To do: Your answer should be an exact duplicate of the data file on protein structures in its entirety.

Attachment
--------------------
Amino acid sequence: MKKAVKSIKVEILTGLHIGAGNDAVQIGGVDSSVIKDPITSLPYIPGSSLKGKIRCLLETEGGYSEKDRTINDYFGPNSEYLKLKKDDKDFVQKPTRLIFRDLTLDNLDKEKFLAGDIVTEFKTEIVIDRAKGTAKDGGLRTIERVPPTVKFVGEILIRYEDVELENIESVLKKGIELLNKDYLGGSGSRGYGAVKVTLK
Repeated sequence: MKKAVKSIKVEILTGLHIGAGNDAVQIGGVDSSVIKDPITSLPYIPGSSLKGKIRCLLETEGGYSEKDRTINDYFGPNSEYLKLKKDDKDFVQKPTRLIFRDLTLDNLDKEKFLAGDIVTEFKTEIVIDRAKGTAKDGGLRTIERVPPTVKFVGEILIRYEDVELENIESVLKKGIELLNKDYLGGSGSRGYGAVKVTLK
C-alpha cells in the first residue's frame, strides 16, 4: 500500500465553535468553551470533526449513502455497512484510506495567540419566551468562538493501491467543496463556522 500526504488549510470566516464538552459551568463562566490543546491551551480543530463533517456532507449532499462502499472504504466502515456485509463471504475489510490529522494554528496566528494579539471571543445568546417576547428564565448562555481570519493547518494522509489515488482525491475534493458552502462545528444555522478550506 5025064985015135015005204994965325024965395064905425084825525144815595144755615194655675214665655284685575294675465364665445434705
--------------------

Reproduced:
Amino acid sequence: MKKAVKSIKVEILTGLHIGAGNDAVQIGGVDSSVIKDPITSLPYIPGSSLKGKIRCLLETEGGYSEKDRTINDYFGPNSEYLKLKKDDKDFVQKPTRLIFRDLTLDNLDKEKFLAGDIVTEFKTEIVIDRAKGTAKDGGLRTIERVPPTVKFVGEILIRYEDVELENIESVLKKGIELLNKDYLGGSGSRGYGAVKVTLK
Repeated sequence: MKKAVKSIKVEILTGLHIGAGNDAVQIGGVDSSVIKDPITSLPYIPGSSLKGKIRCLLETEGGYSEKDRTINDYFGPNSEYLKLKKDDKDFVQKPTRLIFRDLTLDNLDKEKFLAGDIVTEFKTEIVIDRAKGTAKDGGLRTIERVPPTVKFVGEILIRYEDVELENIESVLKKGIELLNKDYLGGSGSRGYGAVKVTLK
C-alpha cells in the first residue's frame, strides 16, 4: 500500500465553535468553551470533526449513502455497512484510506495567540419566551468562538493501491467543496463556522 500526504488549510470566516464538552459551568463562566490543546491551551480543530463533517456532507449532499462502499472504504466502515456485509463471504475489510490529522494554528496566528494579539471571543445568546417576547428564565448562555481570519493547518494522509489515488482525491475534493458552502462545528444555522478550506 5025064985015135015005204994965325024965395064905425084825525144815595144755615194655675214665655284685575294675465364665445434705